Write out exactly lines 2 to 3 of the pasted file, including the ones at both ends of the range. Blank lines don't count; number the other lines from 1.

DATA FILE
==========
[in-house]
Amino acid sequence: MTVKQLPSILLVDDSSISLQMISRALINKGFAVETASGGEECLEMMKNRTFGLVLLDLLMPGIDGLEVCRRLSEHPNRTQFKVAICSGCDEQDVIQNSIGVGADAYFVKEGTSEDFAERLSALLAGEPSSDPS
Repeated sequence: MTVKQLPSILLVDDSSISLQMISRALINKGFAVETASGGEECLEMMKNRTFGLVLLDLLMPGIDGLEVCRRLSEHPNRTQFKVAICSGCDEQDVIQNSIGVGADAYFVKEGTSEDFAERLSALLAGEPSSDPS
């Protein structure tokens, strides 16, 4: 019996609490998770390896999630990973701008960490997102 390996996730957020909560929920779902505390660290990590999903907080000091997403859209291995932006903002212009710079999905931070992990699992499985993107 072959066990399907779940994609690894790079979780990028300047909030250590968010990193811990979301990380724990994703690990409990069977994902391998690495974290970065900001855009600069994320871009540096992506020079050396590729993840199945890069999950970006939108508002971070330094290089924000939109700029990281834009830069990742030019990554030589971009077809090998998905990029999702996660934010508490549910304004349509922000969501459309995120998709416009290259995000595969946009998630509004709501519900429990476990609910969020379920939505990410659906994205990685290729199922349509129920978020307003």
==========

Amino acid sequence: MTVKQLPSILLVDDSSISLQMISRALINKGFAVETASGGEECLEMMKNRTFGLVLLDLLMPGIDGLEVCRRLSEHPNRTQFKVAICSGCDEQDVIQNSIGVGADAYFVKEGTSEDFAERLSALLAGEPSSDPS
Repeated sequence: MTVKQLPSILLVDDSSISLQMISRALINKGFAVETASGGEECLEMMKNRTFGLVLLDLLMPGIDGLEVCRRLSEHPNRTQFKVAICSGCDEQDVIQNSIGVGADAYFVKEGTSEDFAERLSALLAGEPSSDPS